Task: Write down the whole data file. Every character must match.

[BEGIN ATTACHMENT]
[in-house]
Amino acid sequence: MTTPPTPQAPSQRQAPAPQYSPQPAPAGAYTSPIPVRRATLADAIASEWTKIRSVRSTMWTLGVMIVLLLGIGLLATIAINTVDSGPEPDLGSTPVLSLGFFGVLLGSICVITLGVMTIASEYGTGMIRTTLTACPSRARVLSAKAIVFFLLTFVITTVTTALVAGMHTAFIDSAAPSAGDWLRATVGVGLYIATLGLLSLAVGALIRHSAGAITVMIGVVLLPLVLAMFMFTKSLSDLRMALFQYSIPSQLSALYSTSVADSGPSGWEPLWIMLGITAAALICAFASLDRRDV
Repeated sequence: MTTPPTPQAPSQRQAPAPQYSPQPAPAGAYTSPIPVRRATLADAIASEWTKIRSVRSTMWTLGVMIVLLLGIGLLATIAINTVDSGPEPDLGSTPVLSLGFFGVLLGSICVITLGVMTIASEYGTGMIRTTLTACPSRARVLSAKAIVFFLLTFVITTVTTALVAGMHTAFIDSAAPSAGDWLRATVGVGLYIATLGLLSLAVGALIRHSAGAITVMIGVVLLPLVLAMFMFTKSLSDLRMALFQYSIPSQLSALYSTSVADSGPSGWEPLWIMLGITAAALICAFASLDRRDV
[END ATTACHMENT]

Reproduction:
[in-house]
Amino acid sequence: MTTPPTPQAPSQRQAPAPQYSPQPAPAGAYTSPIPVRRATLADAIASEWTKIRSVRSTMWTLGVMIVLLLGIGLLATIAINTVDSGPEPDLGSTPVLSLGFFGVLLGSICVITLGVMTIASEYGTGMIRTTLTACPSRARVLSAKAIVFFLLTFVITTVTTALVAGMHTAFIDSAAPSAGDWLRATVGVGLYIATLGLLSLAVGALIRHSAGAITVMIGVVLLPLVLAMFMFTKSLSDLRMALFQYSIPSQLSALYSTSVADSGPSGWEPLWIMLGITAAALICAFASLDRRDV
Repeated sequence: MTTPPTPQAPSQRQAPAPQYSPQPAPAGAYTSPIPVRRATLADAIASEWTKIRSVRSTMWTLGVMIVLLLGIGLLATIAINTVDSGPEPDLGSTPVLSLGFFGVLLGSICVITLGVMTIASEYGTGMIRTTLTACPSRARVLSAKAIVFFLLTFVITTVTTALVAGMHTAFIDSAAPSAGDWLRATVGVGLYIATLGLLSLAVGALIRHSAGAITVMIGVVLLPLVLAMFMFTKSLSDLRMALFQYSIPSQLSALYSTSVADSGPSGWEPLWIMLGITAAALICAFASLDRRDV